4 Reasons to Have Your Hearing Evaluated Regularly

An audiologists Otoscope placed on an Audiogram following a hearing test

Why is it essential to have your hearing tested regularly? That’s because your overall health can be considerably impacted by hearing loss. Having your hearing tested regularly can help you identify hearing loss early, get care sooner, and, improve your health, well-being, and quality of life.

Who should get a hearing examination?

Your health and well-being can be significantly impacted by neglected hearing loss. For instance, hearing loss can lead to intense social isolation. Even while doing tasks like going to the store, people who suffer from hearing loss will tend to avoid reaching out to friends and family because they have a difficult time making out conversations. This kind of social isolation can be detrimental to your mental health and, possibly somewhat surprisingly, your physical well-being.

Other health problems can be the result of untreated hearing loss also. Numerous chronic conditions, including depression and dementia, have been linked to neglected hearing loss. Comorbidities, including high blood pressure, diabetes, and heart disease have also been associated with hearing loss.

This means that it’s generally a good plan for just about anyone to schedule a routine hearing test.

You should get your hearing tested for these four reasons

Getting your hearing checked can be helpful to your general health for four distinct reasons.

1. Establishing a baseline for your hearing is significant

Why would you want to have your hearing tested if it seems healthy? Well, getting a hearing test early is a good idea for several reasons. Your present level of hearing can be established by a hearing test and that’s probably the most significant thing. If your hearing changes in the future, this will make it simpler to identify. Early symptoms of hearing loss frequently go unnoticed because hearing loss often develops gradually over time.

Getting a baseline hearing test will help detect issues long before you notice them.

2. Early diagnosis and treatment is important

Hearing loss is normally a progressive condition, meaning it often gets worse over time. Consequently, catching hearing loss early often means a better prognosis. This is because you’re able to treat the condition at the earliest possible time.

Early treatment may include anything from taking steps to safeguard your hearing like wearing ear protection in noisy spaces to using hearing aids. Many of the associated issues like cognitive decline, social isolation, and depression can be avoided with early treatment.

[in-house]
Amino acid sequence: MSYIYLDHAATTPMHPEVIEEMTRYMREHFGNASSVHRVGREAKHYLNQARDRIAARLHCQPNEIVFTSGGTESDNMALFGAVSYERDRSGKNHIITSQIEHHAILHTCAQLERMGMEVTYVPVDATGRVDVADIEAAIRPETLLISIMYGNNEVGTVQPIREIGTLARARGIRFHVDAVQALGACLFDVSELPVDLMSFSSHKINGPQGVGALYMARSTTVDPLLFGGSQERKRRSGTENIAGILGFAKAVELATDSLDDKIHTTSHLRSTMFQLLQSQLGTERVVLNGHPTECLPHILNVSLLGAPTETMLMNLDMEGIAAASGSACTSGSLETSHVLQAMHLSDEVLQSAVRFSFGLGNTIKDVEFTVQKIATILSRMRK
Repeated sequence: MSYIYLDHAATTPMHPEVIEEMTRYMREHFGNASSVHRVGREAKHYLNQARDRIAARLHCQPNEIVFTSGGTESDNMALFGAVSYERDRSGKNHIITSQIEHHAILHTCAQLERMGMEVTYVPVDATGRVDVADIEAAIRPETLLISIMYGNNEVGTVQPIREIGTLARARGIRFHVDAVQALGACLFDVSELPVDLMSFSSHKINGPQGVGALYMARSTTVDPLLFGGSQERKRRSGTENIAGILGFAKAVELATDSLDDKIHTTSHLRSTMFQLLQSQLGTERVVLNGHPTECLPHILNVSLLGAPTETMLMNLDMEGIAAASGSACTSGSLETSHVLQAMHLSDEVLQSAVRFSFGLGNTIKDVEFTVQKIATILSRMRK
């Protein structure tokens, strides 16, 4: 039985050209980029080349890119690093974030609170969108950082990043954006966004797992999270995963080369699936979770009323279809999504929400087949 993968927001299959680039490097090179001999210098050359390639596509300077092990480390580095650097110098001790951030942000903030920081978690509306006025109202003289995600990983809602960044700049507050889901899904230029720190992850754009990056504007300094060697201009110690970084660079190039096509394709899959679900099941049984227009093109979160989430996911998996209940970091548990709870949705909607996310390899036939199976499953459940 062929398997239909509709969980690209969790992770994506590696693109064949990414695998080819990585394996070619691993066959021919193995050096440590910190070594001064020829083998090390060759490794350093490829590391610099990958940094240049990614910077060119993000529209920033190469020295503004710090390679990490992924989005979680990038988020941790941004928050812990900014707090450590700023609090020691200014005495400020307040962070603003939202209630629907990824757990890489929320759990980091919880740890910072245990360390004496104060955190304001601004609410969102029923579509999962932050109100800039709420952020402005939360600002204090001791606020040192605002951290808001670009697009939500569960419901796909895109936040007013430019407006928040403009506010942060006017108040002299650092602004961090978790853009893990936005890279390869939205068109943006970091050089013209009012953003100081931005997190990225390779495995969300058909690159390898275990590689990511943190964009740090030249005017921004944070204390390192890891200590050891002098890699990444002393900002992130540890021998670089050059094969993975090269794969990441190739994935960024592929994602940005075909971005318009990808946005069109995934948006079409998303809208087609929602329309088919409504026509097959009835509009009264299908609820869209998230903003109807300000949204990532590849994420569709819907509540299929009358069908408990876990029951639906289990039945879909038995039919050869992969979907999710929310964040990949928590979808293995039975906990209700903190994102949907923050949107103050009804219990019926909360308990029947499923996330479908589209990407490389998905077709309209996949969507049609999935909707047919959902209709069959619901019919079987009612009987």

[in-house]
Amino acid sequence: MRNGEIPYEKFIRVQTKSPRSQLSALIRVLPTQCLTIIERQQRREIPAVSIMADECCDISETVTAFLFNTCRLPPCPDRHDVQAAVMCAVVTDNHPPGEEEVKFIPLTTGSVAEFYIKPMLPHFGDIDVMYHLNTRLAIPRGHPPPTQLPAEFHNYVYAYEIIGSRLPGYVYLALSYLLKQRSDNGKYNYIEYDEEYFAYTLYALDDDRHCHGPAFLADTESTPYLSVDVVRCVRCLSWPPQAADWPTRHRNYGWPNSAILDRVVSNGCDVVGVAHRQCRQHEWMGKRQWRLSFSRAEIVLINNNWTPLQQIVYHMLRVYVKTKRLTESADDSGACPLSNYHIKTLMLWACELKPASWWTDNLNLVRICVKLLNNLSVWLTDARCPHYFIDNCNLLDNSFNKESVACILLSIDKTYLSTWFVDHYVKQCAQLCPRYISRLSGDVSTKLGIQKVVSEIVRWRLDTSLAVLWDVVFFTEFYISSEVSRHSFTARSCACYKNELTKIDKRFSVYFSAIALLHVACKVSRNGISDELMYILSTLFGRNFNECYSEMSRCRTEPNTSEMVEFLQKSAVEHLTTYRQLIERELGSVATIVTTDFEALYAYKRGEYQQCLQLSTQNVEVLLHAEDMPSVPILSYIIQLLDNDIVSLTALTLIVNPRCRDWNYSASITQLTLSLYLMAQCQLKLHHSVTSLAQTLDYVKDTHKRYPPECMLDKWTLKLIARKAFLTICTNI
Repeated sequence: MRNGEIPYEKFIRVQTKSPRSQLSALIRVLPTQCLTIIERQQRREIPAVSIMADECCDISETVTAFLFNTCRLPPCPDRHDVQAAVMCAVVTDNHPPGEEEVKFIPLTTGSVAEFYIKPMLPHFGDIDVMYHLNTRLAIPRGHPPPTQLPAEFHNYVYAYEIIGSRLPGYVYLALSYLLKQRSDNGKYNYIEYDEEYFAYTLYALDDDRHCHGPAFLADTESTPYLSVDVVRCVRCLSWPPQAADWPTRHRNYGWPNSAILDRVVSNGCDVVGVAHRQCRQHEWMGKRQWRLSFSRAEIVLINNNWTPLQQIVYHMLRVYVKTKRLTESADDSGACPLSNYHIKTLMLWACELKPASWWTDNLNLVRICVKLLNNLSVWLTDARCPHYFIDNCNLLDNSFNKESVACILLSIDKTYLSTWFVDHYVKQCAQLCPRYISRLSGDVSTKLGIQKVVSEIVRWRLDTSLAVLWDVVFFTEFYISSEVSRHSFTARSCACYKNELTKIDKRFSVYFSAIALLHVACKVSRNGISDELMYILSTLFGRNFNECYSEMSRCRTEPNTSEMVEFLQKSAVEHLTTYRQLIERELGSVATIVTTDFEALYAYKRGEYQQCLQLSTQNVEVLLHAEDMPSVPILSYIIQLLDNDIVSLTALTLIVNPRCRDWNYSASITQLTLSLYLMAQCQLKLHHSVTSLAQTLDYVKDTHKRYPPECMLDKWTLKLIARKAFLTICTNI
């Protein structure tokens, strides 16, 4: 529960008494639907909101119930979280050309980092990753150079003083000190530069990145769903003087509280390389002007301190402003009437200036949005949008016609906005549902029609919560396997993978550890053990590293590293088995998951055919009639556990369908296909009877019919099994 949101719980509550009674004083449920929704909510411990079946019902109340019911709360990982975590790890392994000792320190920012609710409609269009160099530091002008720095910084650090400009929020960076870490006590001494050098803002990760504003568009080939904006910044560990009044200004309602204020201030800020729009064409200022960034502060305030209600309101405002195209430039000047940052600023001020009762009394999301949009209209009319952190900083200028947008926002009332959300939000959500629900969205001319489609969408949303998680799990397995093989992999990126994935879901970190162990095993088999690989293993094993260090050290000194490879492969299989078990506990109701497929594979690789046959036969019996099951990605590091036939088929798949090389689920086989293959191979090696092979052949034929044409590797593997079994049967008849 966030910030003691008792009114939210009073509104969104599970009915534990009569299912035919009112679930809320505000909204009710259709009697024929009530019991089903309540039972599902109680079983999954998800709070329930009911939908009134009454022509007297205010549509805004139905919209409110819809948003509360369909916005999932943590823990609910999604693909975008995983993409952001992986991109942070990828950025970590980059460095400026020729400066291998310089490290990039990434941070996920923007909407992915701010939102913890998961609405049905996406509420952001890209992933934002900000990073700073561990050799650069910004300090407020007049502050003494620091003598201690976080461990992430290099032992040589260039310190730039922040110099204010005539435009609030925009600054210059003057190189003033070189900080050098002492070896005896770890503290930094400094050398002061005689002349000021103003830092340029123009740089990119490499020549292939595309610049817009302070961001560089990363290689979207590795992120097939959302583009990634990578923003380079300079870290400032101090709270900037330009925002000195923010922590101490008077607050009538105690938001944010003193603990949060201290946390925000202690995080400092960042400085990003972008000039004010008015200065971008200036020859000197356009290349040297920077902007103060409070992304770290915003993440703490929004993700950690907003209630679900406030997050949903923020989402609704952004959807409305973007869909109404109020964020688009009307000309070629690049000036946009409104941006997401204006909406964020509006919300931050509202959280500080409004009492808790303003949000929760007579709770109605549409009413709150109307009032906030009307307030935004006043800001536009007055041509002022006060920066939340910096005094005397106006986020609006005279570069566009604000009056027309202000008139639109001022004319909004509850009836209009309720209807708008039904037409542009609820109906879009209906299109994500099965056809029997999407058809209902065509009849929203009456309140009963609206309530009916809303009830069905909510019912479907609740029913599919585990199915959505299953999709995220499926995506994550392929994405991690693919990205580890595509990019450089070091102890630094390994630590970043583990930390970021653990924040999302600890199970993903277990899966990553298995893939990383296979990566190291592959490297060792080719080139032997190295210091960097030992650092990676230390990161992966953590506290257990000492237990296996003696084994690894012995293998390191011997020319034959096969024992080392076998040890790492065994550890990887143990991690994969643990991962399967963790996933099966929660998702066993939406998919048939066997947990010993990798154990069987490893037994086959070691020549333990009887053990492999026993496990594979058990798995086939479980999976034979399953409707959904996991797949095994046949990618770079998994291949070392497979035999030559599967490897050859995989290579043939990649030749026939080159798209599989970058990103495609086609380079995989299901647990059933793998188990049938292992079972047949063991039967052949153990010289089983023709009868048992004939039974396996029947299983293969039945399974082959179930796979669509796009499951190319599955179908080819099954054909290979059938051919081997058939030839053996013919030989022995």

3. Future changes will be easier to measure

Your hearing loss will keep progressing even after you get diagnosed. Routine hearing assessments can help you detect changes as you go along, and make adjustments to your treatment plan as necessary.

4. You can avoid additional damage to your ears

Hearing loss that develops gradually over time is usually caused by damage. Your hearing specialist is a significant resource and visiting us regularly will help you detect any hearing loss as early as possible. We can provide you with information, treatments, and best practices that can help keep your hearing as healthy as possible.

For instance, we can help you figure out ways to safeguard your ears from day-to-day damage or establish strategies created to help you keep sounds around you quieter.

What should my hearing exam routine look like?

On the earlier side, adults should wait no longer than their early twenties to begin routine hearing exams. It’s normally ordinary best practice to get a hearing exam every ten years thereafter unless you notice signs of hearing loss or we recommend something more frequently.

But maybe you’re thinking: what should I expect at my hearing test? Hearing exams are usually entirely non-invasive. Typically, you simply listen for some tones in a special pair of headphones.

We will be able to help you get the care you need, whether you need a pair of hearing aids or you just need to safeguard your ears. And a hearing test can help you determine when the best time to get your care may be.

The site information is for educational and informational purposes only and does not constitute medical advice. To receive personalized advice or treatment, schedule an appointment.